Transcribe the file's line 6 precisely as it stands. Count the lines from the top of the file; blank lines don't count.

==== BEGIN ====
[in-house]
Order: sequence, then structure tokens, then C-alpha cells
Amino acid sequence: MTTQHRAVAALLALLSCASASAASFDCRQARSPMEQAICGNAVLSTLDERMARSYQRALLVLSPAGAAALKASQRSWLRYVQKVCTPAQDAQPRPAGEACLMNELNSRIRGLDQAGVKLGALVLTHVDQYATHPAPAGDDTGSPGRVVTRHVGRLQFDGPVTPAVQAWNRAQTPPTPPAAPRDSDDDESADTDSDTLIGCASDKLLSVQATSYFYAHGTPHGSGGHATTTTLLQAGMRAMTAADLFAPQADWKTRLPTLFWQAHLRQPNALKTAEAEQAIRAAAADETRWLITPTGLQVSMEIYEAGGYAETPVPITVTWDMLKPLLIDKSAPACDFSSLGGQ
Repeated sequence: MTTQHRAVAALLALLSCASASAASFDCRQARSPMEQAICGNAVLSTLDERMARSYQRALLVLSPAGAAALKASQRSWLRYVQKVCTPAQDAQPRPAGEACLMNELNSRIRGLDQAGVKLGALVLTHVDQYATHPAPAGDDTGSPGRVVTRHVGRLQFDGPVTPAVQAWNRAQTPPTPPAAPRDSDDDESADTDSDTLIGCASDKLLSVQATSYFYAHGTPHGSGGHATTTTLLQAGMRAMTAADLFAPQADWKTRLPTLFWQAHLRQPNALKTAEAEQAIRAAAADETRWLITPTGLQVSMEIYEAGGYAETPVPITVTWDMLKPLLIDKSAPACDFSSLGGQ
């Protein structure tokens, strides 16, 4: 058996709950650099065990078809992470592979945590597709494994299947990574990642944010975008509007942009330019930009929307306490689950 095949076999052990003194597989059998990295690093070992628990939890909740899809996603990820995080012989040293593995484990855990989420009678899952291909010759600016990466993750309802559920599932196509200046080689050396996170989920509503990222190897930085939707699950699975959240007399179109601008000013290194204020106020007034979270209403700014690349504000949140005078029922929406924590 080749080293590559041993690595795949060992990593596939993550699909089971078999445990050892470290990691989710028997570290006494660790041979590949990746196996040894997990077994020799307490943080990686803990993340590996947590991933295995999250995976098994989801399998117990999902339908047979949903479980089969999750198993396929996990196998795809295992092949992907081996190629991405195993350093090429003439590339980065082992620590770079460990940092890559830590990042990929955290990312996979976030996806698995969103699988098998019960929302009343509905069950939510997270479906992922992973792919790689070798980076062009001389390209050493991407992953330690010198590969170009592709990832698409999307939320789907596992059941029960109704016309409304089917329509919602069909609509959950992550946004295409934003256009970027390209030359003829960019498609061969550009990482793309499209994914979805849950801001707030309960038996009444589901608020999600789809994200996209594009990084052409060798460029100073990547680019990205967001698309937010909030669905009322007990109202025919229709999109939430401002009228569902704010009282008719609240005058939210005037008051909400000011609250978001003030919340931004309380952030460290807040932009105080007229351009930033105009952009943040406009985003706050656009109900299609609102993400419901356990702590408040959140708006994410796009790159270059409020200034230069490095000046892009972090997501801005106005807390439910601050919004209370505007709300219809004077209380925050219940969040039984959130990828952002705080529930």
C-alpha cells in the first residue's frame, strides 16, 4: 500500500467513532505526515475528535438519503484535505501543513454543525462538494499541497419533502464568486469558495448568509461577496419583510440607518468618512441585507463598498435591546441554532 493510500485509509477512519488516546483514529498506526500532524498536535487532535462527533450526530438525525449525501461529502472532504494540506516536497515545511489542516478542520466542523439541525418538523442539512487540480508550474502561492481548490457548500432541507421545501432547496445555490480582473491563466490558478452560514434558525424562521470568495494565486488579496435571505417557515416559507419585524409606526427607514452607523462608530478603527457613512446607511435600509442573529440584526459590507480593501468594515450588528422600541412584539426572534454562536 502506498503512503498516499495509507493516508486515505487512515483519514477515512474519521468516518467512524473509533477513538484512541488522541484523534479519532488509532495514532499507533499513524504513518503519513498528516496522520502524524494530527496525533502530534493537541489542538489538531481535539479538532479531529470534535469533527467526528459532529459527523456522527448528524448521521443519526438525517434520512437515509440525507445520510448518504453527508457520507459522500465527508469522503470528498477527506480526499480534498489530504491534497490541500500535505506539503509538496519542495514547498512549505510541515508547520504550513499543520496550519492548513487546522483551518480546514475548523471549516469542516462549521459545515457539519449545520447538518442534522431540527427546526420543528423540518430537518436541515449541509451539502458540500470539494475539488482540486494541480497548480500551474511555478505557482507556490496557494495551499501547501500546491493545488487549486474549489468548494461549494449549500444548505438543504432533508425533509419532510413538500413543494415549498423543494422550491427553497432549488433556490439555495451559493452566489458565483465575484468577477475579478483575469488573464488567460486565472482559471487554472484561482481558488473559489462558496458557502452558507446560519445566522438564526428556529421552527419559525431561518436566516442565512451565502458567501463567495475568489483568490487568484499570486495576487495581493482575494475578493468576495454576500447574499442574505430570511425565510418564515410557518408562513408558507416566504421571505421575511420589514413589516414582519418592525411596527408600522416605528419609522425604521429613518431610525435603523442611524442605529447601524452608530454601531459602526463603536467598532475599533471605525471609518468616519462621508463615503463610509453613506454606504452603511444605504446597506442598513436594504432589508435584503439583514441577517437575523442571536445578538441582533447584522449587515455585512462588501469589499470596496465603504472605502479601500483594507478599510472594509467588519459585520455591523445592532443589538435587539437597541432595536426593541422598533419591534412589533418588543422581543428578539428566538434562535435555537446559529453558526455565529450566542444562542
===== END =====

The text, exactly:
C-alpha cells in the first residue's frame, strides 16, 4: 500500500467513532505526515475528535438519503484535505501543513454543525462538494499541497419533502464568486469558495448568509461577496419583510440607518468618512441585507463598498435591546441554532 493510500485509509477512519488516546483514529498506526500532524498536535487532535462527533450526530438525525449525501461529502472532504494540506516536497515545511489542516478542520466542523439541525418538523442539512487540480508550474502561492481548490457548500432541507421545501432547496445555490480582473491563466490558478452560514434558525424562521470568495494565486488579496435571505417557515416559507419585524409606526427607514452607523462608530478603527457613512446607511435600509442573529440584526459590507480593501468594515450588528422600541412584539426572534454562536 502506498503512503498516499495509507493516508486515505487512515483519514477515512474519521468516518467512524473509533477513538484512541488522541484523534479519532488509532495514532499507533499513524504513518503519513498528516496522520502524524494530527496525533502530534493537541489542538489538531481535539479538532479531529470534535469533527467526528459532529459527523456522527448528524448521521443519526438525517434520512437515509440525507445520510448518504453527508457520507459522500465527508469522503470528498477527506480526499480534498489530504491534497490541500500535505506539503509538496519542495514547498512549505510541515508547520504550513499543520496550519492548513487546522483551518480546514475548523471549516469542516462549521459545515457539519449545520447538518442534522431540527427546526420543528423540518430537518436541515449541509451539502458540500470539494475539488482540486494541480497548480500551474511555478505557482507556490496557494495551499501547501500546491493545488487549486474549489468548494461549494449549500444548505438543504432533508425533509419532510413538500413543494415549498423543494422550491427553497432549488433556490439555495451559493452566489458565483465575484468577477475579478483575469488573464488567460486565472482559471487554472484561482481558488473559489462558496458557502452558507446560519445566522438564526428556529421552527419559525431561518436566516442565512451565502458567501463567495475568489483568490487568484499570486495576487495581493482575494475578493468576495454576500447574499442574505430570511425565510418564515410557518408562513408558507416566504421571505421575511420589514413589516414582519418592525411596527408600522416605528419609522425604521429613518431610525435603523442611524442605529447601524452608530454601531459602526463603536467598532475599533471605525471609518468616519462621508463615503463610509453613506454606504452603511444605504446597506442598513436594504432589508435584503439583514441577517437575523442571536445578538441582533447584522449587515455585512462588501469589499470596496465603504472605502479601500483594507478599510472594509467588519459585520455591523445592532443589538435587539437597541432595536426593541422598533419591534412589533418588543422581543428578539428566538434562535435555537446559529453558526455565529450566542444562542